Saturday, June 28, 2008

Oh Yes, it's another Saturday Night Sermon!

Late addition... this is without the Sunday morning amendments and tweaks which turned the sermon into something resembling one that would make your 'hearts burn within you' (as some disciples said on a famous road as Jesus opened the Scriptures to them!) - oh what, this isn't a dream...

Sermon - 29.6.08 – Acts 12: 1-11 & Matthew 16: 13-19

I’d like to continue that theme of prayer for a bit longer…

Recently I’ve been reading again from Ezra and Nehemiah – two books in the Old Testament - and Nehemiah is a wonderful example of a man of prayer. In Ezra and Nehemiah we find the people of God returning to Jerusalem to rebuild the Temple. The Temple was the place of worship and sacrifice for the Jewish people, as well as the place where it was believed God had his dwelling on earth – where heaven and earth meet. (As they certainly did in Jerusalem when Jesus was there!).
In Ezra the people return from exile to rebuild the Temple, and in Nehemiah we find this man of God calling out to the Lord because the walls of Jerusalem have been destroyed leaving it unprotected and bringing shame on God’s people. He prays from his heart to God for Jerusalem and for the opportunity to be allowed to leave his job as the king’s cupbearer for a time and go back to rebuild the walls of Jerusalem. And he also prays what we sometimes call ‘arrow’ prayers – shooting up a spontaneous prayer to God as he speaks to the king and seeks his goodwill.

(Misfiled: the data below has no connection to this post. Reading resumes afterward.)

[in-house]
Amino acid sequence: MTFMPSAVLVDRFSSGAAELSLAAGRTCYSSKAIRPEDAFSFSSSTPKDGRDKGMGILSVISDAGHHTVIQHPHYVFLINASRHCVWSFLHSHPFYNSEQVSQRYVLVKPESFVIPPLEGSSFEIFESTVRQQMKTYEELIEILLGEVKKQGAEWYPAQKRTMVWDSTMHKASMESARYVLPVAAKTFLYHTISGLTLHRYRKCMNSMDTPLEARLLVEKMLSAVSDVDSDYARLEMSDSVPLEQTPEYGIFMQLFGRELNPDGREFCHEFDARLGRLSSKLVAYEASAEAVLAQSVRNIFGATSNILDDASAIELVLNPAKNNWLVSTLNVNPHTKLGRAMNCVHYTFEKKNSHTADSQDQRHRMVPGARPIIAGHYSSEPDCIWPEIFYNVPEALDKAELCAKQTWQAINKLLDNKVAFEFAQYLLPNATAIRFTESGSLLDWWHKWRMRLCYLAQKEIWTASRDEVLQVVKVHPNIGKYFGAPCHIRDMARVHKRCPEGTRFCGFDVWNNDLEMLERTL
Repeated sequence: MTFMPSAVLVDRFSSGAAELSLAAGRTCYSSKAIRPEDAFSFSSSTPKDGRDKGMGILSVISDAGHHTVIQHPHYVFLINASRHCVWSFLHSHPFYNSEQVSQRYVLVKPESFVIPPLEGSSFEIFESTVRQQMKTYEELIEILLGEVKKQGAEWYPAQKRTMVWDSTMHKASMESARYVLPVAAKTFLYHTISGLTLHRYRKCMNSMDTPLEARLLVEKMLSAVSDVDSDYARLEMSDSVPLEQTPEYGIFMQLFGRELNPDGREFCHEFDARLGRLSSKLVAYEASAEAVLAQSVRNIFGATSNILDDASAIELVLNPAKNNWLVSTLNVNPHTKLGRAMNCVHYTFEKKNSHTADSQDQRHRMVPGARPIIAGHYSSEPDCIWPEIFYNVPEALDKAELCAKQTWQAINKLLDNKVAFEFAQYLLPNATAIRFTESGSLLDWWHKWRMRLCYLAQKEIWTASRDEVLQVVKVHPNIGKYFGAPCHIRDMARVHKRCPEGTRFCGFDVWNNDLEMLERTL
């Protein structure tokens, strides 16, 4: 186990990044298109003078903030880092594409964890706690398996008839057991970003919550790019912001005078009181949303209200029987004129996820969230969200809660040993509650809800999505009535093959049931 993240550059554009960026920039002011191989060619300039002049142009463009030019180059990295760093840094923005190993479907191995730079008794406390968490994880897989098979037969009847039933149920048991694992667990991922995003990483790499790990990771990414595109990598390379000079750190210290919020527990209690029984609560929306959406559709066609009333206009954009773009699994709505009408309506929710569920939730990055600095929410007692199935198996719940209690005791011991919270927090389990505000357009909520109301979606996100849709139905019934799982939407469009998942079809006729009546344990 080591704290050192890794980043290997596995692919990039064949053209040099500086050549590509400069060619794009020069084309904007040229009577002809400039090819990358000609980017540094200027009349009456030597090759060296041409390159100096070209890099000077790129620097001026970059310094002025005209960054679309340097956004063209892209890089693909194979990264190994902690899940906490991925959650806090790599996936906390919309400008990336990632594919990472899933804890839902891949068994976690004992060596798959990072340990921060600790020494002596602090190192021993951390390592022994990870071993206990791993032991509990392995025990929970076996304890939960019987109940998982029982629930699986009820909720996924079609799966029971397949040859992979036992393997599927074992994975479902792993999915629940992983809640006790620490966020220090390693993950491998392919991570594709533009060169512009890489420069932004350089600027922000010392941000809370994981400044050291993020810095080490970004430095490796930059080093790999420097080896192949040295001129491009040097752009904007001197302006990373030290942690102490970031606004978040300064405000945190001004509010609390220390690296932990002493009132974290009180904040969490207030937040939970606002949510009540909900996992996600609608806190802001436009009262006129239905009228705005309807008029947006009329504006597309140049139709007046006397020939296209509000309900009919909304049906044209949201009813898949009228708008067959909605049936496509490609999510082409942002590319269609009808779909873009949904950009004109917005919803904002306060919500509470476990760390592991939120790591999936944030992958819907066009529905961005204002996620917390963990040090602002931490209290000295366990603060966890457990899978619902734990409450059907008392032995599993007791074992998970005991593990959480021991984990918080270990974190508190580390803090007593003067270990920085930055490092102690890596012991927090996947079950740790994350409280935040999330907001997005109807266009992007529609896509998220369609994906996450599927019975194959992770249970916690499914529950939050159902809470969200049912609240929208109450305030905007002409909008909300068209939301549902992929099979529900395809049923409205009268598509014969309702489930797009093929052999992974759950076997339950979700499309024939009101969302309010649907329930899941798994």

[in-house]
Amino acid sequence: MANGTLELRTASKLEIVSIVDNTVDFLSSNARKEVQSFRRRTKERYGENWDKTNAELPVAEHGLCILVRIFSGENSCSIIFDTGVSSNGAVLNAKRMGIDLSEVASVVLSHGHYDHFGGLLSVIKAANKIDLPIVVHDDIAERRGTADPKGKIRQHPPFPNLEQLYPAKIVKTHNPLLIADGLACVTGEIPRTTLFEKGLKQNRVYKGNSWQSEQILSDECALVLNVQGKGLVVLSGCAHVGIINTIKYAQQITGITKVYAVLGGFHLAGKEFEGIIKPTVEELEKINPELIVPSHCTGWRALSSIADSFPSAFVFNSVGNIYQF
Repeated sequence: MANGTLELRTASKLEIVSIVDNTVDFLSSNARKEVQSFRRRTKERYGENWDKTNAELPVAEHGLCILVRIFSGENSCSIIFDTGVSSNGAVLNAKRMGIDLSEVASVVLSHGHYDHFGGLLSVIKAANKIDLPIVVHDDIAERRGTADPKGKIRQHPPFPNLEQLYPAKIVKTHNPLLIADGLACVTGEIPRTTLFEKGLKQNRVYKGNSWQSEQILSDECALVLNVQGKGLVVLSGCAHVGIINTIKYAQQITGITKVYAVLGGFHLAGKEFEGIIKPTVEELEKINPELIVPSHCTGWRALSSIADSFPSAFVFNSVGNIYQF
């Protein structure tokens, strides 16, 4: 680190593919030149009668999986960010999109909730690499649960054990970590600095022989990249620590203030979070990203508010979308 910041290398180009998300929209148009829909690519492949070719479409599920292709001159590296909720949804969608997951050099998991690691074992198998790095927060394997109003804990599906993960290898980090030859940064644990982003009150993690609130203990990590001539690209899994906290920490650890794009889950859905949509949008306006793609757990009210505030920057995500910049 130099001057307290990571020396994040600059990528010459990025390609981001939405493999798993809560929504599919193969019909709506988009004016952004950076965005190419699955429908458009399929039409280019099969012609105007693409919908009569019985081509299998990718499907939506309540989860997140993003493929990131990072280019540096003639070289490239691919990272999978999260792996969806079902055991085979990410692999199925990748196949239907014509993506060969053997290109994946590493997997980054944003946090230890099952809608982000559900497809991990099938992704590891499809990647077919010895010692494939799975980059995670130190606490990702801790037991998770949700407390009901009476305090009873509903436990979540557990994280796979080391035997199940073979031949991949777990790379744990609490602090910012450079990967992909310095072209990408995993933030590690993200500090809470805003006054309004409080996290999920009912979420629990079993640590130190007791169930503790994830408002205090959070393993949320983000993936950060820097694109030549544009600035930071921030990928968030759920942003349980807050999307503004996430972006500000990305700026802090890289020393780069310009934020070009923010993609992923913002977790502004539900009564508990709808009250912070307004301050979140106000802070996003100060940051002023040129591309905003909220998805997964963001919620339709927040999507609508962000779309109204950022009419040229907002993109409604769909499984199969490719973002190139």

And the thing that struck me afresh as I read Nehemiah was regarding how he expressed what God had lead him to do. In chapter 2 we hear Nehemiah’s words: “I had not told anyone what my God had put on my heart to do for Jerusalem.” He had a definite sense that God had put it on his heart to do this thing; and you see, God does that – he did it then and he still does it today. He lays on the hearts of his people an urge to do something for him, a particular need, a particular place, a particular task – and then we respond. That response needs to come first as prayer. Just as Nehemiah turned first to prayer – speaking back to God that new desire of his heart. Often it takes a long time for that thing to actually come into being, but our task is to walk with that burden, keep praying and listening and responding at the right time. And of course it’s as we pray earnestly that we learn to discern something that God has lain on our hearts from our own rush of ideas. And if you’re sitting here this morning thinking, “well that wouldn’t be me… I’m not knowledgeable enough, or good enough, or holy enough, or loving enough, or spiritual enough…” then think again, because God makes us all those things, not ourselves, and he can and does speak to any and all of his people.

You may remember back to the recent visit we had of V and S from the orphanage in India? V spoke of how that ministry was started and it began with his father seeing two children rummaging around in a dustbin for food, and from that sight God laid on his heart the desire to do something. And from that beginning, over much time, with much prayer, much generosity and much effort the expanding ministry of that place came about. God laid it on V’s father’s heart and from there he prayed. I expect many of those early prayers were something like, “what do I do Lord?”